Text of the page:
Olive Hill City Council didn't have enough council members show up to have a quorum during their special meeting last Thursday, so they turned it into an informational meeting instead.
Councilman Justin Dixon was unavailable due to work restrictions, while Allen Stapleton suffered a medical emergency. Councilman Wayne Russell was also absent and unresponsive to texts and phone calls from Mayor Jerry Callihan. Council members Shannon Shutte, Chris Bledsoe and Eric Rayburn were present, but since there was no quorum, the three of them could not participate in the same meeting without potentially violating state sunshine laws.
Because of this Shutte and Callihan left the meeting, while Brandon Marcum, with Harshaw Trane, brought Rayburn, Bledsoe and city employees up to date on the progress with the water efficiency project, including plans for the monthly water usage reports and new metering throughout the city.
Marcum showed how the markers for the mapping of the system could be overlaid on a map, like those from Google Earth, to help locate lines, valves, and taps.
Marcum told the map of the lines was currently “85 percent accurate” with the data the city already had, but that they will bring it up to 100 percent accuracy over the next few years as they make changes to the system and update the mapping.
Marcum also explained how the alarms on the metering will work. When the system sees a deviation of 30 percent or more in water use through one of the new meters, he explained, it will set off an alarm. Water employees can then follow up to determine if that is a valid spike, such as with filling a holding tank, or if it could indicate a broken line. Marcum said that the best in class standard for such non-billable water loss is five to ten percent, a figure he also hopes to bring Olive Hill up to.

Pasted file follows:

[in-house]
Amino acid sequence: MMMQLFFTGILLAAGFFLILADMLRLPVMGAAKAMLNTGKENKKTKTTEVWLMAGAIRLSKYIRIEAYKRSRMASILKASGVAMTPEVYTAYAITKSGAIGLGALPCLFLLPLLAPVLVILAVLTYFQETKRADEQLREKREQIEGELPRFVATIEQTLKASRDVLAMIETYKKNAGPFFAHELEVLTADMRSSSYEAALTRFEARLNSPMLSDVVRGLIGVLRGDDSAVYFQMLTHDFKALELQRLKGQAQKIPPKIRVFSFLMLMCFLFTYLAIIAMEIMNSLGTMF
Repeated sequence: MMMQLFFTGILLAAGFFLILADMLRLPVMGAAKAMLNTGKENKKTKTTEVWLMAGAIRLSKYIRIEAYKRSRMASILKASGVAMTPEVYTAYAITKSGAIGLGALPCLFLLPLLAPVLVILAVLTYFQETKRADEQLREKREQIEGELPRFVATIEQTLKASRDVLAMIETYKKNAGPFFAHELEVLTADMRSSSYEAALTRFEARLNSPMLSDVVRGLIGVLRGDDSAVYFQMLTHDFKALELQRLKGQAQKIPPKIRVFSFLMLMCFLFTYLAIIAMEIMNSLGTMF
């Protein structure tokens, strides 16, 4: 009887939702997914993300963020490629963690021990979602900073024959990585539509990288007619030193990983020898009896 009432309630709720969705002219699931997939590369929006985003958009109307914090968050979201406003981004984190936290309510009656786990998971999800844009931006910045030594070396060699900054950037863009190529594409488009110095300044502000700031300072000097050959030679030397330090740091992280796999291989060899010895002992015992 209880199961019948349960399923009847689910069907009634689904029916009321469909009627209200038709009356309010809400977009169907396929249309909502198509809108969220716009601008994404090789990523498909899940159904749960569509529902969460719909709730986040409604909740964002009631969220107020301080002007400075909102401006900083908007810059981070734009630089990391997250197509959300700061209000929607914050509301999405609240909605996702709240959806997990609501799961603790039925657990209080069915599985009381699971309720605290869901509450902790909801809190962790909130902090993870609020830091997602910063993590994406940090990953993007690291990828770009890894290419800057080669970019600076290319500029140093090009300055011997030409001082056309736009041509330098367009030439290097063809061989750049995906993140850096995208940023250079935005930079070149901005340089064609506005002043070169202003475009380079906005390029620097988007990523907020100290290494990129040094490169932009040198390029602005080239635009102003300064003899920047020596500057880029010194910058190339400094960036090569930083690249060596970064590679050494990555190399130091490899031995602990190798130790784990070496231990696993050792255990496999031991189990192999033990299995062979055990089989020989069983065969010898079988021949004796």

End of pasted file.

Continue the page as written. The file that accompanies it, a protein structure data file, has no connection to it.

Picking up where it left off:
“We hope to get to that over the course of implementation,” he said.
The district is currently divided into 12 zones on the map, each with their own meter for measuring any spikes in flow, in addition to the individual home billing meters which they are in the process of replacing.
When they see spikes in a given zone, he explained, crews will be able to verify if valves in the zone are actually sealed or closed as necessary.
“We don't want to be chasing a ghost,” he said of the monitoring, so every new meter will be marked with GPS coordinates as it is installed, to allow crews to be able to locate them precisely.
The advanced meter infrastructure system will also make use of two towers and 21 repeaters to help with digital billing. In the future, he said, the city should be able to note any spikes at a specific residence, as well as in zones, so they can follow up with customers to determine if the spike is the result of a customer's activity, like filling a pool, or indicates a water leak in the lines or the customer's home. This, he explained, will benefit both the individual being billed and the city by helping eliminate charge-offs and saving both money.
After completing the session with Rayburn and Bledsoe, Marcum repeated the presentation for Shutte and Callihan.
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